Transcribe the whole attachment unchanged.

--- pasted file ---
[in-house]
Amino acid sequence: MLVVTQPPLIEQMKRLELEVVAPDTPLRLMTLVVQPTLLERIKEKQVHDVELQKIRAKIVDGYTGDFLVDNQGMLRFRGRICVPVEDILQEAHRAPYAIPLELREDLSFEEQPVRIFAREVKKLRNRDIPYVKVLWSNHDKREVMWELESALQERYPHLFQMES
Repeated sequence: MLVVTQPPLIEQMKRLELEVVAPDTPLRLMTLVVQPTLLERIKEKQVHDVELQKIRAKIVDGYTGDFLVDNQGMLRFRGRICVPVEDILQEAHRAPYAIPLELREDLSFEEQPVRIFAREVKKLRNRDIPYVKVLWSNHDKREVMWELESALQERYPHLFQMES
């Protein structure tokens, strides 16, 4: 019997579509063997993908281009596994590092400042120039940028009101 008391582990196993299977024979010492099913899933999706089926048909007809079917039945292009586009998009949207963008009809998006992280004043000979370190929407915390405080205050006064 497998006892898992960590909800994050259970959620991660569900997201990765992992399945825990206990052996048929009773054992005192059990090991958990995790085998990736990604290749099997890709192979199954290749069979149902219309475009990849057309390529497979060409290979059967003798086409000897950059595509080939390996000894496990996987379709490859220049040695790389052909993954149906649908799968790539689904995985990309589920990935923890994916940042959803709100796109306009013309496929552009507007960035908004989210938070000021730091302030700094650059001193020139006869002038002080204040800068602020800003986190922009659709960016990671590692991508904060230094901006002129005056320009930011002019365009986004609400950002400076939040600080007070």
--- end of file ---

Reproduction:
[in-house]
Amino acid sequence: MLVVTQPPLIEQMKRLELEVVAPDTPLRLMTLVVQPTLLERIKEKQVHDVELQKIRAKIVDGYTGDFLVDNQGMLRFRGRICVPVEDILQEAHRAPYAIPLELREDLSFEEQPVRIFAREVKKLRNRDIPYVKVLWSNHDKREVMWELESALQERYPHLFQMES
Repeated sequence: MLVVTQPPLIEQMKRLELEVVAPDTPLRLMTLVVQPTLLERIKEKQVHDVELQKIRAKIVDGYTGDFLVDNQGMLRFRGRICVPVEDILQEAHRAPYAIPLELREDLSFEEQPVRIFAREVKKLRNRDIPYVKVLWSNHDKREVMWELESALQERYPHLFQMES
């Protein structure tokens, strides 16, 4: 019997579509063997993908281009596994590092400042120039940028009101 008391582990196993299977024979010492099913899933999706089926048909007809079917039945292009586009998009949207963008009809998006992280004043000979370190929407915390405080205050006064 497998006892898992960590909800994050259970959620991660569900997201990765992992399945825990206990052996048929009773054992005192059990090991958990995790085998990736990604290749099997890709192979199954290749069979149902219309475009990849057309390529497979060409290979059967003798086409000897950059595509080939390996000894496990996987379709490859220049040695790389052909993954149906649908799968790539689904995985990309589920990935923890994916940042959803709100796109306009013309496929552009507007960035908004989210938070000021730091302030700094650059001193020139006869002038002080204040800068602020800003986190922009659709960016990671590692991508904060230094901006002129005056320009930011002019365009986004609400950002400076939040600080007070």